A closer look into student webseries Higher Education

April 17, 2014, 11:59 p.m.
Courtesy of Cody Behan.
Courtesy of Cody Behan.

“You throw together a bunch of overachieving, over-analytical, occasionally inebriated college kids who have never really been exposed to rejection, and what you get is a recipe for disaster. We pretend we’re too cool or too busy or too smart to care. I think that’s pretty stupid.”

Sound like a fairly accurate description of Stanford students? It’s actually a line from a new student web series, “Higher Education,” set at the fictional California University of Palo Alto, or CUPA. It manages to poke fun at college life while also imparting some pretty universal truths about it. Last week, I sat down with creators Cody Behan ’15, Weston Gaylord ’15, and Safiya Nygaard ’14 to talk more about the process behind their witty, entertaining web series.

The idea came about last spring quarter, according to the creators, when Behan approached Gaylord and Nygaard about creating a web series. At first, they planned to create 20-minute episodes, complete with fake commercials, with narrative threads throughout: on-campus Senate elections, a “skeezy” RA and a girl who doesn’t even go here.

Over the summer, however, the plan changed. Internships took the creators to opposite ends of the country, and three-way Skype sessions ensued as they shifted the web series from a narrative format to the episodic form it takes now. They also cut the episodes down to around five minutes each. Despite that upheaval, however, the original vision persisted.

“Though we’ve had so many different iterations of this idea, the people who we knew we were writing for have always stayed the same, and I think that’s the reason it all worked out,” Nygaard explained. “That’s why we ended up having something after all these changes.”

When they came back to campus, the creators already had collaborators – actors, camera operators and many others – on board, mostly friends who they’d asked personally to join.

“We filmed every weekend, often for eight hours a day,” Behan explained. “And then towards the last three weeks of school, it was literally every day, trying to get just one more scene. You have to chip away at it, or it’s just not going to get done.”

The creators faced complicated logistical challenges, including navigating filming rights, actor schedules, last-minute location changes and a fluctuating number of extras. As time progressed, their process became more streamlined, but filming eight episodes proved ambitious – they used every second of free time they had, eventually wrapping a few hours before Behan and Gaylord left for their 4 a.m. flight home.

The first four episodes were released last quarter, and are full of clever jokes that are particularly relevant to Stanford students.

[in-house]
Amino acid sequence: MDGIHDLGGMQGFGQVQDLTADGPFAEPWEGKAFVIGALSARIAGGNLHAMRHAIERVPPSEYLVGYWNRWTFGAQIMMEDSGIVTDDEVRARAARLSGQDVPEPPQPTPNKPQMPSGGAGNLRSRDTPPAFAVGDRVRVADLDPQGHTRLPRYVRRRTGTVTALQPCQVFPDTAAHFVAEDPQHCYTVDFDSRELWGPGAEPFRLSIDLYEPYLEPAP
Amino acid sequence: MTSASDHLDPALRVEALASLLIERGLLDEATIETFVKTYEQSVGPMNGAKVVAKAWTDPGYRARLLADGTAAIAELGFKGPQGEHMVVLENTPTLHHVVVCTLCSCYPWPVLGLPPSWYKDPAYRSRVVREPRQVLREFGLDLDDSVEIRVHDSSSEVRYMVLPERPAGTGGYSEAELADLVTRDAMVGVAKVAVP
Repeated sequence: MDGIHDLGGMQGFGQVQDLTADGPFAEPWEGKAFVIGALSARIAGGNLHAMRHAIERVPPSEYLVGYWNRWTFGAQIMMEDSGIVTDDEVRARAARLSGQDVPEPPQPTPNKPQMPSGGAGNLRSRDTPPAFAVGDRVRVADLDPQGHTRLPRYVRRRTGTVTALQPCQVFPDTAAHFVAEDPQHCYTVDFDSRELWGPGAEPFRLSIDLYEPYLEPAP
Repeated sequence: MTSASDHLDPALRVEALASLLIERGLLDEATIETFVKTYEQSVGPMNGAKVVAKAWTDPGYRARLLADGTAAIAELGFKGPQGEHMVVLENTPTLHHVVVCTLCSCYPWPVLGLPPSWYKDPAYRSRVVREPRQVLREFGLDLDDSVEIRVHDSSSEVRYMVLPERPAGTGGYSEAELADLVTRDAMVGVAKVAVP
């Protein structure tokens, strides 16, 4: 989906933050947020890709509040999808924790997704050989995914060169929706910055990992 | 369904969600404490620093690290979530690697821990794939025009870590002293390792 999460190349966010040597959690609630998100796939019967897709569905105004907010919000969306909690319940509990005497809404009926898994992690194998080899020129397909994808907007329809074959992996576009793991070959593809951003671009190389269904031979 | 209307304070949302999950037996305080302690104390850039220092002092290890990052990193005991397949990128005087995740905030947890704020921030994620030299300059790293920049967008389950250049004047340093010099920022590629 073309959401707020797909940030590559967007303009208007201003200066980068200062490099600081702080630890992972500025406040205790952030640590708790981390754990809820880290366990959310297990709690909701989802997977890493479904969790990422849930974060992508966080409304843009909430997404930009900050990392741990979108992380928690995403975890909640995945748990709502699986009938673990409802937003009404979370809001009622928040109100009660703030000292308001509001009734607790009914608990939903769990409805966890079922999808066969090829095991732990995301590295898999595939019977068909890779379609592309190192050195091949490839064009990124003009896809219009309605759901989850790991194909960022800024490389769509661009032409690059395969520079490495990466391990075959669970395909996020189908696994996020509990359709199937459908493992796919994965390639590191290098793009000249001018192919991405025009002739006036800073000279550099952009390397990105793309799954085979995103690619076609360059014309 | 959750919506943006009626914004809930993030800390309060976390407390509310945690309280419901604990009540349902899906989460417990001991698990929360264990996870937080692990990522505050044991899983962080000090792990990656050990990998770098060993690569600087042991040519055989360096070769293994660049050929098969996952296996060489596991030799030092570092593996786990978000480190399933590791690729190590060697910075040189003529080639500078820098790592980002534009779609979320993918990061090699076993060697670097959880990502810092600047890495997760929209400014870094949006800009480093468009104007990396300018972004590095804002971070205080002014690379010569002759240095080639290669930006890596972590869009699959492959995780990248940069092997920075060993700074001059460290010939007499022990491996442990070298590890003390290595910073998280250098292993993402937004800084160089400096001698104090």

“Even when we were spending 8 hours a day on it, exhausted, it was still fun every time on set,” Gaylord told me.

The time invested clearly pays off – each shot truly adds something, whether a comedic beat or an important piece of information, to the overall episode.  Behan, Gaylord, and Nygaard evidently also spent time honing the jokes and succeed with perfectly delivered lines, including a personal favorite: “That’s why I live in a hermetically-sealed bunker underneath campus. I’m not going to say secret society, but I don’t not live in a secret society… so… double negative.”

Each of the actors is so perfectly in character as recognizable faces from around campus, including the co-op girl who brings jars to class, the sleazy frat boy, and the girl with a Tumblr of cats facing foreclosure. Each episode focuses, with eerie accuracy, on one aspect of campus life, through the lens of the student tour guides at CUPA.

“Higher Education” is a shining example of the direction I hope arts and entertainment goes on campus– it’s a carefully crafted, innovative, and accessible student creation. Keep your eyes open for shorts that may be released over the summer, and a potential season two next year. You won’t want to miss your classmates delivering great one-liners like: “I mean, roses, really? It’s a gala, not an orgy.”

Don’t just take my word for it. Catch up on the past episodes, and get ready for the new ones coming soon. I have to warn you, though— you might just get hooked.

            Full disclosure: The author has one line as an extra in an episode. To see her say, “wait, who is that?” and, more importantly, to see the results of months of hard work, visit http://highereducationseries.com


Contact Noemi Berkowitz at noemi11 “at” stanford.edu.

Noemi Berkowitz is the Chief Theater Critic and a desk editor at The Stanford Daily. She is a junior from Lincoln, Nebraska, double majoring in theater and psychology. You may see her reciting Shakespeare, wearing tie-dye and hiking. Contact her at noemi11 'at' stanford.edu.

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